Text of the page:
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Three new McLean County programs to address mental health gaps

Three new McLean County programs to address mental health gaps


Camille Rodriguez, administrator of the McLean County Health Department, left, and Trisha Malott, McLean County behavioral health coordinating council supervisor, center, listen as McLean County Administrator Bill Wasson, right, discusses on Thursday, Jan. 24, 2019, at the Government Center in downtown Bloomington the county's three new mental health programs.

BLOOMINGTON — Within two months, McLean County should have three new programs to address mental health service gaps.

Telepsychiatry, a triage center for crisis evaluation and a program to support people with mental illness who have frequent encounters with law enforcement and emergency departments should begin by March 31.

The efforts are a result of leadership by McLean County government with the support of community partners and taxpayers because money for the initiatives is coming from a sales tax increase approved a couple of years ago as a result of an intergovernmental agreement with the City of Bloomington and Town of Normal.

But is it the county's role to become a direct provider of mental health services?

"The County Board and county leadership accepted the responsibility for a lack of innovative mental health services (in McLean County)," County Administrator Bill Wasson told The Pantagraph on Thursday. That led to McLean County's 2015 Mental Health Action, approved by the County Board, and several initiatives since then.

With one in five adults experiencing a mental health problem each year as there is a decline in psychiatrists, there is an increasing need for innovative mental health services, said Trisha Malott, the county's behavioral health coordinating council supervisor.


McLean County Administrator Bill Wasson discusses the county beginning telepsychiatry, opening a triage center and starting a program to support people with mental illness who have frequent encounters with law enforcement and hospital emergency departments.

"We need to find new ways of doing things," Wasson said. "FUSE (the program to support frequent users of the criminal justice system and emergency departments) and triage are attempts to deal with that."

"The county designed FUSE (Frequent User Systems Engagement) and the triage program to require collaboration within the community, which was cited as being absent in the mental health action plan," Wasson said.

Telepsychiatry, however, is a direct response to cover some of the gap since the Center for Human Services' December decision to suspend new clients in its psychiatric program because of declining financial support from the state and United Way of McLean County. The program serves low-income teens and adults with severe and persistent mental illness.

Here are explanations of the three programs:


FUSE will identify, in each of the next five years, 10 individuals with severe and chronic mental illness — such as schizophrenia or bipolar disorder — who have used the criminal justice system, emergency departments and homeless services and work with them on their behavioral health problems while linking them to support services, including housing, Malott said.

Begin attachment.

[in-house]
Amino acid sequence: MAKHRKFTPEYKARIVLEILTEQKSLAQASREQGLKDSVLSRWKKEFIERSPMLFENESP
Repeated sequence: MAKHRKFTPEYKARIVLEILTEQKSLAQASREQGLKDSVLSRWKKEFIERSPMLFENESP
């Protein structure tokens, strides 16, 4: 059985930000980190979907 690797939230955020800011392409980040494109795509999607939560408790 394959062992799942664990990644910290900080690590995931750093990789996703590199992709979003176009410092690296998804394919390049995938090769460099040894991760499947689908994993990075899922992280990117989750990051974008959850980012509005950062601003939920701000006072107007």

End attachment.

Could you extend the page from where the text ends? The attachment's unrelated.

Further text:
The idea is to help "super-utilizers" to return to a functional quality of life — before their problems become more acute and more expensive to treat  — which eventually will free up more resources for other people in need of mental health care, Malott and Wasson said.

The County Board has approved $700,000 for this program for the current fiscal year. Staff will be contracted through CHS and Chestnut Health Systems and will include a part-time psychiatrist through telepsychiatry, a therapist, a substance-use specialist, a nurse and a supported employment specialist, said Wasson, who anticipates FUSE starting in 45 days.

"The people are our neighbors, our friends, our family members," Wasson said. "That's why we as a community care."


The 24/7 triage center would assess individuals in a mental health crisis who come in or are brought in by law enforcement and refer them for additional services, Malott said.

The triage center would supplement CHS' mobile crisis team, would be an attempt to keep people in a mental health crisis out of emergency departments and would complement Chestnut's crisis stabilization center, which provides several days of stabilization for people in a mental health or substance abuse crisis.

The center would have 10 employees, will be supported by $400,000 this year and is projected to open in the McLean County Health Department building, 200 W. Front St., Bloomington, by March 31, Wasson and Malott said.

"I think this will be a fantastic complement to existing services and supports in the county," said health department Administrator Camille Rodriguez.


An individual referred through the emergency department, the crisis team or the criminal justice system would schedule an appointment with a psychiatrist via video call.

"We are trying to fill some of the gap left by the center (CHS) no longer taking referrals," Wasson said. "This is an interim solution to bridge the gap while we try to develop a long-term plan for new referrals with our community partners."


Trisha Malott, McLean County behavioral health coordinating council supervisor, said supporting people with severe and persistent mental illness ultimately will improve care for all county residents.

"There is research documenting telepsychiatry's effectiveness," Malott said.

Noting a decrease in psychiatrists, Wasson said, "The reality is we need to use technology because our capacity isn't there."

The county will pay $150 to $210 an hour to Genoa Healthcare to provide the service, which should start in 30 to 45 days.

Contact Paul Swiech at (309) 820-3275. Follow him on Twitter: @pg_swiech


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